World Library  
Flag as Inappropriate
Email this Article


Article Id: WHEBN0002538690
Reproduction Date:

Title: Aizuchi  
Author: World Heritage Encyclopedia
Language: English
Subject: Japanese honorifics, Pragmatics, Gender differences in spoken Japanese, Phatic expression, Conversation analysis
Collection: Japanese Honorifics, Pragmatics
Publisher: World Heritage Encyclopedia


Aizuchi (Japanese: 相槌 or あいづち, IPA: ) is the Japanese term for frequent interjections during a conversation that indicate the listener is paying attention and/or understanding the speaker. In linguistic terms, these are a form of phatic expression. Aizuchi are considered reassuring to the speaker, indicating that the listener is active and involved in the discussion.

Aizuchi are frequently misinterpreted by non-native speakers as the listener showing agreement or fully comprehending what is being said.

Common aizuchi include:

  • はい (hai), ええ (ee), or うん (un) (yes, with varying degrees of formality)
  • そうですね (sō desu ne) (I see.)
  • そうですか (sō desu ka) (is that so?)
  • 本当 (hontō), 本当に (hontō ni), マジ (maji), or (in Kansai) 本真 (honma) (really)
  • なるほど (naruhodo) (I see, that's right)
  • nodding

These can be compared to English "yeah, yeah", "yeah, ok", "got it", "yep", "uhuh" or "go on", but are more pronounced and important in Japanese.

Business relations in particular can be hampered by non-native speakers assuming that their Japanese counterparts have been agreeing to their suggestions all along, when in reality the Japanese have only been saying that they follow or understand the suggestions – "got it", not "agreed".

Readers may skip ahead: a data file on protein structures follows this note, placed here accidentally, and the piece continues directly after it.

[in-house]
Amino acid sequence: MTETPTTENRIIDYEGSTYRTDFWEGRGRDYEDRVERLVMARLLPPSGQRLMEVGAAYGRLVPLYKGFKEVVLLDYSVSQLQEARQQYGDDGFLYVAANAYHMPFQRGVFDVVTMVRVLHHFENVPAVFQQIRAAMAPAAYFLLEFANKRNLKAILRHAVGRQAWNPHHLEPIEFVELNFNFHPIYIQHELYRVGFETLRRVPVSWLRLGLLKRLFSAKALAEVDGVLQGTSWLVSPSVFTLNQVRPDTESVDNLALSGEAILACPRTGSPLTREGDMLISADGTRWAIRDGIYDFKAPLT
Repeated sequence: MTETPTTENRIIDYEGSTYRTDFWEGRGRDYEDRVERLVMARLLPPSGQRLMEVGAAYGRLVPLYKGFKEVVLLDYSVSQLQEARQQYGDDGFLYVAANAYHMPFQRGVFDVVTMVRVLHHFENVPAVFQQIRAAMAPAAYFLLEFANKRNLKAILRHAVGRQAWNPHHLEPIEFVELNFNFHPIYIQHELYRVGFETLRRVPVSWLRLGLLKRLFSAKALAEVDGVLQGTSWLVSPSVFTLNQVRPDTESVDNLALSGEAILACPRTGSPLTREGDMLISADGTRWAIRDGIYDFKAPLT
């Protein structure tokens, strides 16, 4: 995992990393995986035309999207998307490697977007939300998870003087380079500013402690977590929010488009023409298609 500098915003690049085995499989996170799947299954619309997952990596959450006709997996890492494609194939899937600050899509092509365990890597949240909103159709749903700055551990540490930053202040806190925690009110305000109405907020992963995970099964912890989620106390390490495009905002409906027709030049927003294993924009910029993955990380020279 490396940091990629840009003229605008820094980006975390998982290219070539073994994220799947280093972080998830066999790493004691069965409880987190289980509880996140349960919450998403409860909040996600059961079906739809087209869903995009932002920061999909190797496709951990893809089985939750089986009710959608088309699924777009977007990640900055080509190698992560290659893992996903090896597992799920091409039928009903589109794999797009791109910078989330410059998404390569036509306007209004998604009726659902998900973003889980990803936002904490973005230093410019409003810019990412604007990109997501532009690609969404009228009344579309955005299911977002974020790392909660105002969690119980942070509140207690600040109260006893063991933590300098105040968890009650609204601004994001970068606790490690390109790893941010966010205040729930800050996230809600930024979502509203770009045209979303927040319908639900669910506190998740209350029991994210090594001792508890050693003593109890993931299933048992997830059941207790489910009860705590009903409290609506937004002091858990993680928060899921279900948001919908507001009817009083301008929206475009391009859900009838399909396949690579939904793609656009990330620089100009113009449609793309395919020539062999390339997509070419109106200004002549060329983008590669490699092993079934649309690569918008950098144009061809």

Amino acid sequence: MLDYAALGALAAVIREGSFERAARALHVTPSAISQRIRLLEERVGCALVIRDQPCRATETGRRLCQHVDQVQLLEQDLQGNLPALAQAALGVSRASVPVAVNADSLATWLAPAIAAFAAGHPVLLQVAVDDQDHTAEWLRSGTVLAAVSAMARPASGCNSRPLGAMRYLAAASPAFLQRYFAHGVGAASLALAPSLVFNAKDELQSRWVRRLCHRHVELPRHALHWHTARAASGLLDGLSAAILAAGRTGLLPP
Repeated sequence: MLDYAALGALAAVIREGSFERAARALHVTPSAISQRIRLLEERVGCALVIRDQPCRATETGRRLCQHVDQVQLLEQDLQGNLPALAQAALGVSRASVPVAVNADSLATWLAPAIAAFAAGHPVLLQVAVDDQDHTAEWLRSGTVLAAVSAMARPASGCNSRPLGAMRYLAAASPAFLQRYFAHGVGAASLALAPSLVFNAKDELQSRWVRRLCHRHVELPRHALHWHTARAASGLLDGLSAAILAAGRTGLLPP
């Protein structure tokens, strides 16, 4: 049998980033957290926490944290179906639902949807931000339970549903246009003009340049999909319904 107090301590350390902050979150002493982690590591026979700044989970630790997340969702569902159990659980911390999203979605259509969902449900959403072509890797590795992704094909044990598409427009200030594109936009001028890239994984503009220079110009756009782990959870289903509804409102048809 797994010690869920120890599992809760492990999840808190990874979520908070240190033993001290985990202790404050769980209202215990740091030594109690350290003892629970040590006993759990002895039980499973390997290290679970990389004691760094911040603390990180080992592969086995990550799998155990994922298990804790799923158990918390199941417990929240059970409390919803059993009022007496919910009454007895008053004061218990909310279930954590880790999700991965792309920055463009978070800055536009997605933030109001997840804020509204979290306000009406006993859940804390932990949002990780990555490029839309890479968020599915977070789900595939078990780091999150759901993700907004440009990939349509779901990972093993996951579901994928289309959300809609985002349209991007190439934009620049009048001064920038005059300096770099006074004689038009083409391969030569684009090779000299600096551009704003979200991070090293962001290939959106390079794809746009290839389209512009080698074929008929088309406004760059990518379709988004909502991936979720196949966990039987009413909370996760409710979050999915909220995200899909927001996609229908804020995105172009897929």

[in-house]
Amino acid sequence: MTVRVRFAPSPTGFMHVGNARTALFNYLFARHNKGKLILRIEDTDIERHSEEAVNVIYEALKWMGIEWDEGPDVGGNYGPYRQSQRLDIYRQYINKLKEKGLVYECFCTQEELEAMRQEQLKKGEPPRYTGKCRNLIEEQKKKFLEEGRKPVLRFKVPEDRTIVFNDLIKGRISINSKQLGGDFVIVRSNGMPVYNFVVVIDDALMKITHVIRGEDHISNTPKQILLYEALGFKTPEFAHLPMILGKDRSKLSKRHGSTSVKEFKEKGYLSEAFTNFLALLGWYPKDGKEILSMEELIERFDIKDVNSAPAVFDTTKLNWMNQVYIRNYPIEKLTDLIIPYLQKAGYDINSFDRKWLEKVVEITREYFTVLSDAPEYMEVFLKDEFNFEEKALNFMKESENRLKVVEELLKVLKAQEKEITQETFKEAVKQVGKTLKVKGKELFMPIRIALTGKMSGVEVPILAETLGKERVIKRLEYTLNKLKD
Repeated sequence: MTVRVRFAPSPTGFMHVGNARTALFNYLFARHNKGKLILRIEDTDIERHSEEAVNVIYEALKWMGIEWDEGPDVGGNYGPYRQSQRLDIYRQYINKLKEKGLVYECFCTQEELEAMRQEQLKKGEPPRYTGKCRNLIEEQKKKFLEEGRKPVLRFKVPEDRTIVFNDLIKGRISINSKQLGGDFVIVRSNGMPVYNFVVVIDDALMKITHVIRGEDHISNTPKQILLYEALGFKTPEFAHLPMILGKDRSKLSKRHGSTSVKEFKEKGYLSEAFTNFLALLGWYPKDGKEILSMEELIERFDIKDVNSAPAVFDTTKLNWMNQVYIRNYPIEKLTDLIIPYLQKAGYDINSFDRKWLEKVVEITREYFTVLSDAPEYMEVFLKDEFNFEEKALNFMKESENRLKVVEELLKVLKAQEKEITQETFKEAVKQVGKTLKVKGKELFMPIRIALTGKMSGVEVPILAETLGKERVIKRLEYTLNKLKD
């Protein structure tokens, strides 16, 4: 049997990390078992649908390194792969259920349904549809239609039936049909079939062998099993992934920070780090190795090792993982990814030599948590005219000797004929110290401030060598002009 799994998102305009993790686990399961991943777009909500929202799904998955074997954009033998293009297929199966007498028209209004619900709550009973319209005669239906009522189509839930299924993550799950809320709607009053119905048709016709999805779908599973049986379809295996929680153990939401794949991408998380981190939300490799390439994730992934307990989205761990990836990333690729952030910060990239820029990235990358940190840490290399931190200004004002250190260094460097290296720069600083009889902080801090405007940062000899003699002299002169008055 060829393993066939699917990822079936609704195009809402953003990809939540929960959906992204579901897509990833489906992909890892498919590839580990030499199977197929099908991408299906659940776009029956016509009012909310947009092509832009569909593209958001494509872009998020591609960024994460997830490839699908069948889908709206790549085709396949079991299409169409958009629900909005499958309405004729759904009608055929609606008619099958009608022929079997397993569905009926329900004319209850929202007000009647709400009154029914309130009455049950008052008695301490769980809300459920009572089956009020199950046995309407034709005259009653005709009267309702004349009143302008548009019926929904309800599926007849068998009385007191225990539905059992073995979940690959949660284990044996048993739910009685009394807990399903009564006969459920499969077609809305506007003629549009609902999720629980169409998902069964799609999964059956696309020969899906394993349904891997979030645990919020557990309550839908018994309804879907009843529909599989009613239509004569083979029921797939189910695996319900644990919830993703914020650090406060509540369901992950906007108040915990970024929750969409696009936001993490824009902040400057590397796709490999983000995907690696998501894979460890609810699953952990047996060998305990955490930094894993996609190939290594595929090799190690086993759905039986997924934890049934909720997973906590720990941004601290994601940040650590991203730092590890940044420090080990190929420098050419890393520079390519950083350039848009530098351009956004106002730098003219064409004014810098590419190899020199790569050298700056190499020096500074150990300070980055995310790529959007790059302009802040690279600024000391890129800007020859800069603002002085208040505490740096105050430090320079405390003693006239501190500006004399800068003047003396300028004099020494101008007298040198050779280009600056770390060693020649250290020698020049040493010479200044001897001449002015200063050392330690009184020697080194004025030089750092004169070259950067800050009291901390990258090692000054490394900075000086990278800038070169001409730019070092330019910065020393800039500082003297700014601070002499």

Aizuchi can also take the form of so-called echo questions, which consist of a noun plus "desu ka". After Speaker A asks a question, Speaker B may repeat a key noun followed by "desu ka" to confirm what Speaker A was talking about or simply to keep communication open while Speaker B thinks of an answer. A rough English analog would be "A ..., you say?", as in: "So I bought this new car"; reply: "A car, you say?".

See also


  • Nodding, Aizuchi, and Final Particles in Japanese Conversation, Volume 39, Issue 7, July 2007, Pages 1242-1254, Journal of Pragmatics

External links

  • The Japanese art of aizuchi
This article was sourced from Creative Commons Attribution-ShareAlike License; additional terms may apply. World Heritage Encyclopedia content is assembled from numerous content providers, Open Access Publishing, and in compliance with The Fair Access to Science and Technology Research Act (FASTR), Wikimedia Foundation, Inc., Public Library of Science, The Encyclopedia of Life, Open Book Publishers (OBP), PubMed, U.S. National Library of Medicine, National Center for Biotechnology Information, U.S. National Library of Medicine, National Institutes of Health (NIH), U.S. Department of Health & Human Services, and, which sources content from all federal, state, local, tribal, and territorial government publication portals (.gov, .mil, .edu). Funding for and content contributors is made possible from the U.S. Congress, E-Government Act of 2002.
Crowd sourced content that is contributed to World Heritage Encyclopedia is peer reviewed and edited by our editorial staff to ensure quality scholarly research articles.
By using this site, you agree to the Terms of Use and Privacy Policy. World Heritage Encyclopedia™ is a registered trademark of the World Public Library Association, a non-profit organization.

Copyright © World Library Foundation. All rights reserved. eBooks from World eBook Library are sponsored by the World Library Foundation,
a 501c(4) Member's Support Non-Profit Organization, and is NOT affiliated with any governmental agency or department.